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Instability of Babbling Equilibria in Cheap Talk Games: Some Experimental Results. Toshiji Kawagoe Future University – Hakodate and Hirokazu Takizawa Institute of Economy, Trade and Industry. Section 1. Cheap Talk Games, Sequential Equilibria, and its Refinements. 1. Cheap Talk Games (1).

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## Instability of Babbling Equilibria in Cheap Talk Games: Some Experimental Results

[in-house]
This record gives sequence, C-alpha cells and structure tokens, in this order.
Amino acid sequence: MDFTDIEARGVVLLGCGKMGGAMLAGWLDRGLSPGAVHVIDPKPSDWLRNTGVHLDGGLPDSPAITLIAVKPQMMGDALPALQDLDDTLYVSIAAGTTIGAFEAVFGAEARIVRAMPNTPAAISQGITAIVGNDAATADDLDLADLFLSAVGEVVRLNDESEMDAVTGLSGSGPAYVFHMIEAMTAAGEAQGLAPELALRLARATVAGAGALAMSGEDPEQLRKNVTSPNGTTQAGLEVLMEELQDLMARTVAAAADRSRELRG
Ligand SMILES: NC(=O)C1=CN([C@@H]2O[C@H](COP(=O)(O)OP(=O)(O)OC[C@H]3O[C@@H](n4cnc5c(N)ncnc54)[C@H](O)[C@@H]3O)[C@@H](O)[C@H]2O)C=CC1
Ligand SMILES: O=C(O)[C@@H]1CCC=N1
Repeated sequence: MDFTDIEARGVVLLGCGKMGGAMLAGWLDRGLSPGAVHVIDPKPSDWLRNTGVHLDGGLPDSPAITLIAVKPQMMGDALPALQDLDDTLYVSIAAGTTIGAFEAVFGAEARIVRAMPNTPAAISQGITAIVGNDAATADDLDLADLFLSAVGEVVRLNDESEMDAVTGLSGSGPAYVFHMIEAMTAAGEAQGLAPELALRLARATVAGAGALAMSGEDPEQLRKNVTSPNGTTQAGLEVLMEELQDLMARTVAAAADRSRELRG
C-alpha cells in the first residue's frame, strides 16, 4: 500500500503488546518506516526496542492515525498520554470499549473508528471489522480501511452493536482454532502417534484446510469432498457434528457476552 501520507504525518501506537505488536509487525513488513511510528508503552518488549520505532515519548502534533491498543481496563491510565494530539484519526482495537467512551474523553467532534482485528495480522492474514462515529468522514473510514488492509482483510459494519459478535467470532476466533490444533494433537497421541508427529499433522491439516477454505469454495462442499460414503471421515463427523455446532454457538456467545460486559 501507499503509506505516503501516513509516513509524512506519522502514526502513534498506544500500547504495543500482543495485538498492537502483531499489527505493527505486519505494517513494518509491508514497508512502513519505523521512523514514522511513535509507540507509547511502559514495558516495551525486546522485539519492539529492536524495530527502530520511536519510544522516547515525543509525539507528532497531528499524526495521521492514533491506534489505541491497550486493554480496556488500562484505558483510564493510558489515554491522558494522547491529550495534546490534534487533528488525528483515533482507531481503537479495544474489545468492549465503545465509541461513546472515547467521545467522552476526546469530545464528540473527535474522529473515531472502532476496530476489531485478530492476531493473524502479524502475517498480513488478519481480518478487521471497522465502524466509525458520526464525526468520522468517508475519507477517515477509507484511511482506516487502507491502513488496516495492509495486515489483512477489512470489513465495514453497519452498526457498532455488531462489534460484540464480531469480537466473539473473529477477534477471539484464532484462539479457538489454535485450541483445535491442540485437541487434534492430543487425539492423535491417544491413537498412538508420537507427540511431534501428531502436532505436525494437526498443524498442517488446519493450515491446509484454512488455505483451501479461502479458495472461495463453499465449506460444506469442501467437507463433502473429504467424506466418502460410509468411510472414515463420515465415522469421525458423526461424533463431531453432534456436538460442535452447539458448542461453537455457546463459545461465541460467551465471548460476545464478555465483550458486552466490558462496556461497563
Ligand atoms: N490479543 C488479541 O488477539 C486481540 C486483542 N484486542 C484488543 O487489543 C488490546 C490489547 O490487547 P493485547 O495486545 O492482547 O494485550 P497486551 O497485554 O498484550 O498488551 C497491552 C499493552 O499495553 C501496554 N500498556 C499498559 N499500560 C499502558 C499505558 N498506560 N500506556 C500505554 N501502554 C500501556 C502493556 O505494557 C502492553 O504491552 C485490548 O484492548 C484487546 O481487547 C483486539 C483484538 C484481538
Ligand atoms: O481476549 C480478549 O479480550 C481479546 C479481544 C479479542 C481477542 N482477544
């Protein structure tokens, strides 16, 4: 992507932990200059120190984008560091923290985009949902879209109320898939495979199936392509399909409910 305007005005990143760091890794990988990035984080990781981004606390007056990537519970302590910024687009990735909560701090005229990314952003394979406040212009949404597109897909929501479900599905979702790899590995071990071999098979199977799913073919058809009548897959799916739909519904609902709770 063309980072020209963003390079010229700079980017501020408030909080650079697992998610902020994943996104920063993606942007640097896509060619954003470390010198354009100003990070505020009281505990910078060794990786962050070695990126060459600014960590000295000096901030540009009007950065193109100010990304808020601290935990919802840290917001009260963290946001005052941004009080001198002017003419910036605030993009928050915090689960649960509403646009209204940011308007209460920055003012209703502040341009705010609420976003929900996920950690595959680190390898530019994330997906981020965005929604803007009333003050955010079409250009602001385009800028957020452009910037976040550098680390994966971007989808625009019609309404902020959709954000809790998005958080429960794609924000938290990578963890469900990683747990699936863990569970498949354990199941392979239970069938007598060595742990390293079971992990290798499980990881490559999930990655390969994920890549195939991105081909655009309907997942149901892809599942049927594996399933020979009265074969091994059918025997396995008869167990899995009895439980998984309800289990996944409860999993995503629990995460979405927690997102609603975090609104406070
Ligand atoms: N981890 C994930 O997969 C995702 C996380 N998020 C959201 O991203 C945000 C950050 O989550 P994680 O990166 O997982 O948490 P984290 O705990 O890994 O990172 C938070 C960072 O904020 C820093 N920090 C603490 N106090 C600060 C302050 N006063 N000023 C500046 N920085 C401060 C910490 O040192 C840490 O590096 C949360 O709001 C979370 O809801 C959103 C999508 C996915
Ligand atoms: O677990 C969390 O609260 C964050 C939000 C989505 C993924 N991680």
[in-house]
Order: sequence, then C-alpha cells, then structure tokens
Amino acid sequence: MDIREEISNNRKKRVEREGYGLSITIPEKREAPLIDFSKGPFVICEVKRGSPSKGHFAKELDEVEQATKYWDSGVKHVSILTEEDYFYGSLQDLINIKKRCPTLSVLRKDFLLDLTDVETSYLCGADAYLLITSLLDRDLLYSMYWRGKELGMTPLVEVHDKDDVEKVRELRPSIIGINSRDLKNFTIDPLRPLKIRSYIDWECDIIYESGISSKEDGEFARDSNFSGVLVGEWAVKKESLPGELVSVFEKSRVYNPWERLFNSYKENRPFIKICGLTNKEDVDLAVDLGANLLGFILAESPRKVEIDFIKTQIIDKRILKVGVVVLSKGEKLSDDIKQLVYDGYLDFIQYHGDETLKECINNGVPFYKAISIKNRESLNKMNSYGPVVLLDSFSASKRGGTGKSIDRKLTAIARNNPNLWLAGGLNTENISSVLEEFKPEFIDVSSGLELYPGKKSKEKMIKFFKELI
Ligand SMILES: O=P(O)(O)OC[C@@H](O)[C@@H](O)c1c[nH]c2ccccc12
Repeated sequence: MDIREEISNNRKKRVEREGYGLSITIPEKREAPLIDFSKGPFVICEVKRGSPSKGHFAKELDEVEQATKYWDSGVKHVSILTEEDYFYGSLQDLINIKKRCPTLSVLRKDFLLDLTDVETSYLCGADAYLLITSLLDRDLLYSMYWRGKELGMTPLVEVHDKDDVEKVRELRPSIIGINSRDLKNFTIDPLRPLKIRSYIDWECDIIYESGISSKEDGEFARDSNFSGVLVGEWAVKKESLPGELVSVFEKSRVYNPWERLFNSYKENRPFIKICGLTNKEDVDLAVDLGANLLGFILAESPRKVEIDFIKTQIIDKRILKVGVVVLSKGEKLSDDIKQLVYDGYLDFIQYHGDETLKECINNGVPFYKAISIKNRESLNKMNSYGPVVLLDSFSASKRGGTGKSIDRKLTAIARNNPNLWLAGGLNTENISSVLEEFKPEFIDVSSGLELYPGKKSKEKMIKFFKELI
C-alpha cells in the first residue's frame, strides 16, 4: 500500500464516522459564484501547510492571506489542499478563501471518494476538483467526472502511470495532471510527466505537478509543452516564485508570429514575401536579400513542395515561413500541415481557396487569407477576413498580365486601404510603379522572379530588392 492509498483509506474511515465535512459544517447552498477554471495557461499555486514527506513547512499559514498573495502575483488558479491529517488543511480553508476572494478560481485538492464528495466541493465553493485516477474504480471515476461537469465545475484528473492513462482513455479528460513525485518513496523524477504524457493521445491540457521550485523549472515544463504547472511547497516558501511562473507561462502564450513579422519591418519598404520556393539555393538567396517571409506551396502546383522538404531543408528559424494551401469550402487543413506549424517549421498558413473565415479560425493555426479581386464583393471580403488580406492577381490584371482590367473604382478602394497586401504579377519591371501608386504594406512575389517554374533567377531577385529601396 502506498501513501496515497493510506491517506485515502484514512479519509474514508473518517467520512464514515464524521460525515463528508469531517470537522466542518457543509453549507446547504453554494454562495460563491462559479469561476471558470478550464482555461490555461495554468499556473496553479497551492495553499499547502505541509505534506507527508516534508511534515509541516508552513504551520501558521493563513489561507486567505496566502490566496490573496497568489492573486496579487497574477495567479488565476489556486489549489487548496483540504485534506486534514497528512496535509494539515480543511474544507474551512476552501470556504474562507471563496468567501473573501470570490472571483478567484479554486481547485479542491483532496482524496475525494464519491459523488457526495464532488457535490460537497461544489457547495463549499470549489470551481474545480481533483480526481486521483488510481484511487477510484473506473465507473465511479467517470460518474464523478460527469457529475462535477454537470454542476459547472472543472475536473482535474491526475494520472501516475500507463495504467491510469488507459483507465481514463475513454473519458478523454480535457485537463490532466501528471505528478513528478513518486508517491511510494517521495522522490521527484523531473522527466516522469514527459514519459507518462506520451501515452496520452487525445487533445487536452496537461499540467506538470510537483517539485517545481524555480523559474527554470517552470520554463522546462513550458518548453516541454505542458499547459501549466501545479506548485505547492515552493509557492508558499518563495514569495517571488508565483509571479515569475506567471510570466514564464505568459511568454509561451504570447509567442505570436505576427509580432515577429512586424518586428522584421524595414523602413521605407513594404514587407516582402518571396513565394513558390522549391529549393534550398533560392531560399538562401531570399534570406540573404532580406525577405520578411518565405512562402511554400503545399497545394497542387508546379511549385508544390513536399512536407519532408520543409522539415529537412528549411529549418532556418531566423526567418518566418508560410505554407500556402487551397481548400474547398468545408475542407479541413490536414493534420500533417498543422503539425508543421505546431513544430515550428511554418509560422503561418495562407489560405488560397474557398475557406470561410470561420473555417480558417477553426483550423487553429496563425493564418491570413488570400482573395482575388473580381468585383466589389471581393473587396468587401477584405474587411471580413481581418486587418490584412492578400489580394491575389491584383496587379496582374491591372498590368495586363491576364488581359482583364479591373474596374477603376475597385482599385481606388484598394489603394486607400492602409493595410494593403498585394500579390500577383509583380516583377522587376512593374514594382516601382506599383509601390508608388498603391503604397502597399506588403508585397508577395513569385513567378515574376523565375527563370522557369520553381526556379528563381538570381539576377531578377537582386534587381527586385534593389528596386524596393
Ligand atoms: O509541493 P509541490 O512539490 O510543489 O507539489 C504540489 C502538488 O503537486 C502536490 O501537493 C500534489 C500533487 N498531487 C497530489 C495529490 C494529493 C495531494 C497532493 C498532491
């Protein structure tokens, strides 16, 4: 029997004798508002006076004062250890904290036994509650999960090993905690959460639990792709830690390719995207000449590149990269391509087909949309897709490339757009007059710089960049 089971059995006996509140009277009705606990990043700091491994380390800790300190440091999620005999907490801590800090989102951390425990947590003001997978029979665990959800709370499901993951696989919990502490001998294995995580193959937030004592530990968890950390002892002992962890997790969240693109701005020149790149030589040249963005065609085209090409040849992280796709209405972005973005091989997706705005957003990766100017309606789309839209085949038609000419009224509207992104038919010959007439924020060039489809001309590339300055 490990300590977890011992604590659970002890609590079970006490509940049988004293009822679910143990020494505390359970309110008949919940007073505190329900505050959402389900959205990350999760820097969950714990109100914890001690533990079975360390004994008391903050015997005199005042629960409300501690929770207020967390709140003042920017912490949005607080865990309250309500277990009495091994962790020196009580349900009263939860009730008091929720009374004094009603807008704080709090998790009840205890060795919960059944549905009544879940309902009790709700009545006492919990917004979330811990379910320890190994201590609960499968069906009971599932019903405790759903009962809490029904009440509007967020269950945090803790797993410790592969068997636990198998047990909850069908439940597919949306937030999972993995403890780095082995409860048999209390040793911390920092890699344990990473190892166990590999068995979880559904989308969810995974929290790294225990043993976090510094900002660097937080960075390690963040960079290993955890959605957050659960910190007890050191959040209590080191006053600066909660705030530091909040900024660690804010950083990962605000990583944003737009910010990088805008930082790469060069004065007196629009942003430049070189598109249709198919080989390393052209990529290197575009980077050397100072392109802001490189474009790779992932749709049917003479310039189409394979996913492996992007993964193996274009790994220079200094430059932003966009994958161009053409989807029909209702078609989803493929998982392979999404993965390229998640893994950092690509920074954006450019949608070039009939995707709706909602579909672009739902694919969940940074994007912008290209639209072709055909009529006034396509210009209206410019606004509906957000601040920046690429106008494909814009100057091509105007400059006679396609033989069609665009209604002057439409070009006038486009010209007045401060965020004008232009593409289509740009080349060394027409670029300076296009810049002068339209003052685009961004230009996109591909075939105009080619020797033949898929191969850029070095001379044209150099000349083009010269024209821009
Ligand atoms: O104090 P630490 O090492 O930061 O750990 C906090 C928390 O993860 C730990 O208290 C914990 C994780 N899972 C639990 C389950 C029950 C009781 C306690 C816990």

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**Instability of Babbling Equilibria in Cheap Talk Games:Some**Experimental Results Toshiji Kawagoe Future University – Hakodate and Hirokazu Takizawa Institute of Economy, Trade and Industry**Section 1.Cheap Talk Games, Sequential Equilibria, and its**Refinements**1. Cheap Talk Games (1)**• Sender-Receiver Games • A sender, who has private information, sends a payoff-irrelevant message to a receiver, then the receiver chooses a payoff-relevant action. • Coordination via communication (persuasion) • Policy announcement by the Fed, Veto threats in congress, Sales talk, etc. • Research motivation • Comparing equilibrium selection/refinement theory in changing the degree of coordination between the sender and the receiver.**2. Cheap Talk Games (2)**• Crawford & Sobel (1982)’s model • Sender’s type • sender’ message • receiver’s action • sender’s payoff • receiver’s payoff • coincidence of interests perfect partial**X**X Y a A b Y Z Z 0.5 N X X 0.5 Y Y a b Z B Z 3. Cheap Talk Games (3) Sender Receiver Receiver Sender**3. Cheap Talk Games (3)**X X Sender Y a A b Y Z Z 0.5 Receiver N Receiver X X 0.5 Y Y a b Z B Z Sender**3. Cheap Talk Games (3)**X X Sender Y a A b Y Z Z 0.5 Receiver N Receiver X X 0.5 Y Y a b Z B Z Sender**3. Cheap Talk Games (3)**X X Sender Y a A b Y Z Z 0.5 Receiver N Receiver X X 0.5 Y Y a b Z B Z Sender**3. Cheap Talk Games (3)**X X Sender Y a A b Y 1, 1 1, 1 Z Z 0.5 Receiver N Receiver X X 0.5 Y Y a b Z B Z Sender**4. Cheap Talk Games (4)**Game1 [ b(A)=b(B)=0 ] Game2 [ b(A)=1/5, b(B)=－1/5 ] Game3 [ b(A)=0, b(B)=－1/3 ]**b(t)**b(t) b(t) t t t 5. Cheap Talk Games (5) Game2 Game1 0 0 Game3 0**6. Sequential Equilibria (1)**• Separating equilibria • The sender reveals her type, then the receiver chooses an action according to the sender’s type. • Babbling equilibria • The receiver ignores the sender’s message, then chooses an action which maximizes expected payoff with the belief based on prior probability of the sender’s type. • There are pooling and mixed strategy babbling equilibria.**X**X Y a A b Y Z Z 0.5 N X X 0.5 Y Y a b Z B Z 7. Separating equilibria Sender Receiver Receiver Sender**7. Separating equilibria**X X Sender Y a A b Y Z Z 0.5 Receiver N Receiver X X 0.5 Y a b Z B Z Sender**7. Separating equilibria**X X Sender Y a A b Y Z Z 0.5 Receiver N Receiver X X 0.5 Y Y a b Z B Z Sender**7. Separating equilibria**X X Sender Y a A b Y Z Z 0.5 Receiver N Receiver X X 0.5 Y Y a b Z B Z Sender**X**X Y a A b Y Z Z 0.5 N X X 0.5 Y Y a b Z B Z 8. Pooling babbling equilibria Sender Receiver Receiver Sender**X**X Y a A b Y Z Z 0.5 N X X 0.5 Y Y a b Z B Z 8. Pooling babbling equilibria Sender Receiver Receiver Sender**X**X Y a A b Y Z Z 0.5 N X X 0.5 Y Y a b Z B Z 8. Pooling babbling equilibria Sender Receiver Receiver Sender**8. Pooling babbling equilibria**X X Sender Y a A b Y Z Z 0.5 Receiver N Receiver X X 0.5 Y Y a b Z B Z Sender**9. Refinements of Equilibria (1)**• Farrell (1985)’s neologism-proofness • The sender never receives higher payoff than equilibrium payoff by deviating the equilibrium using off-the-equilibrium messages. • cf. Cho & Kreps (1987)’s intuitive criterion • Rabin and Sobel (1996)’s recurrent set • Consider further deviations from deviation from the equilibrium and find stable set of outcomes robust to such sequences of deviations.**10. Refinements of Equilibria (2)**• Game1 • Deviation(aa,ZZ)⇒(ab,XY) ⇒(ab,XY) • Separating equilibria are only recurrent set.**11. Refinements of Equilibria (3)**• Game2 • Deviation(ab,XY) ⇒(bb,ZZ) ⇒(bb,ZZ) • Pooling babbling equilibria are only recurrent set.**12. Refinements of Equilibria (4)**• Game3 • (bb,ZZ) ⇒(ab,XY) ⇒(aa,ZZ) ⇒(aa,ZZ) • Though pooling babbling equilibria are onlyrecurrent set, deviation to separating equilibria may occur.**13. Experimental Design**• Each subject plays three sender-receiver games alternatively with different opponents each times (one shot game environment). • Subject receives monetary reward proportional to her payoff or draws lottery with winning probability proportional to her payoff. • Average reward is about 3,000 yen.**14. Hypotheses**• Hypothesis 1 • Separating equilibria is played more frequently than babbling equilibria in Game 1 and 2. • Hypothesis 2 • Separating equilibria is played more frequently in Game 1 than in Game 2. • Hypothesis 3 • Babbling equilibria is played more frequently than any other outcomes in Game 3.**16. Initial Results**Session1, Lottery**17. New Design (1)**Deviation from equilibrium or refinement prediction is severe in Game 2 and 3. Permuting labels Label on each strategy may induces separating equilibria in Game 2 and 3. Learning Repetition of same game may increase equilibrium plays.**19. Bounded Rationality**Deviations from equilibrium are still severe in Game 2 and 3 in new design. Subjects’ behavior are anomalous. Subjects’ behavior may be explained by bounded rationality or some noisy equilibrium model.**20. Quantal Response Equilibria**• Consider best responses under stochastic error. • (cf. McFadden’s random utility model) • Prob.{i chooses strategy j} = • Expected payoff when i chooses j: • Fixed points of the equations below are QRE**21. Properties of QRE**• λrepresents the degree of rationality • Whenλ＝0, random choice • λ→∞, Nash equilibria (sequential equilibria) • QRE exists. • QRE is a refinement of equilibrium.**22. QRE in Cheap Talk Games (1)**• In Game1, 2, separating and a mixed strategy babbling equilibrium are QRE. • In Game3, a mixed strategy babbling equilibrium is AQRE. • Pooling babbling equilibria are not QRE. • Cf. neologism-proofness and recurrent set predicts pooling babbling equilibria.**r1**r1 r2 r2 r3 r3 23. QRE in Cheap Talk Games (2) X s1 X p 1-p a A b Y s2 Y Z 0.5 Z s3 N X s1 X 0.5 Y Y s2 a b Z B Z s3 q 1-q**25. Estimation procedures**• Maximum likelihood method • Calculate a fixed point of QRE for givenλ, then evaluate log likelihood function (LL). Iterate this process and find aλthat maximizes LL using grid search method. • Bootstrap method • Confidence interval is calculated by bootstrap method using 1,000 resampling pseudo-data. • Model selection： • Goodness-of-fit：pseudo**32. Other estimated models**• Model based on equilibria • NNM-SE (noisy Nash model) • MIX-SE • POOL • POOL-SE**33. NNM-SE**• NNM-SE • Convex combination of separating equilibria σwith probabilityγ and uniform distributionμwith probablity 1-γ • P＝γσ＋（１－γ）μ • Find aγthat maximizes log likelihood using grid search method. • Confidence intervals is calculated by bootstrap method. • Model selection: AIC, Goodness-of-fit:pseudo R2**34. MIX-SE**• MIX-SE • Convex combination of separating equilibriaσwith probabilityγ and QRE correspondes tomixed strategy babbling equilibriumμwith probablity 1-γ • p＝γσ＋（１－γ）μ • Find aγthat maximizes log likelihood using grid search method. • Confidence intervals is calculated by bootstrap method. • Model selection: AIC, Goodness-of-fit:pseudo R2**35. POOL**• POOL • Convex combination of pooling babbling equilibriaσwith probabilityγ and uniform distributionμwith probablity 1-γ • p＝γσ＋（１－γ）μ • Find aγthat maximizes log likelihood using grid search method. • Confidence intervals is calculated by bootstrap method. • Model selection: AIC, Goodness-of-fit:pseudo R2**36. POOL-SE**• POOL-SE • Convex combination of pooling babbling equilibriaσwith probabilityγ (sender) orseparating equilibriaσwith probabilityγ (receiver) and uniform distributionμwith probablity 1-γ • p＝γσ＋（１－γ）μ • Find aγthat maximizes log likelihood using grid search method. • Confidence intervals is calculated by bootstrap method. • Model selection: AIC, Goodness-of-fit:pseudo R2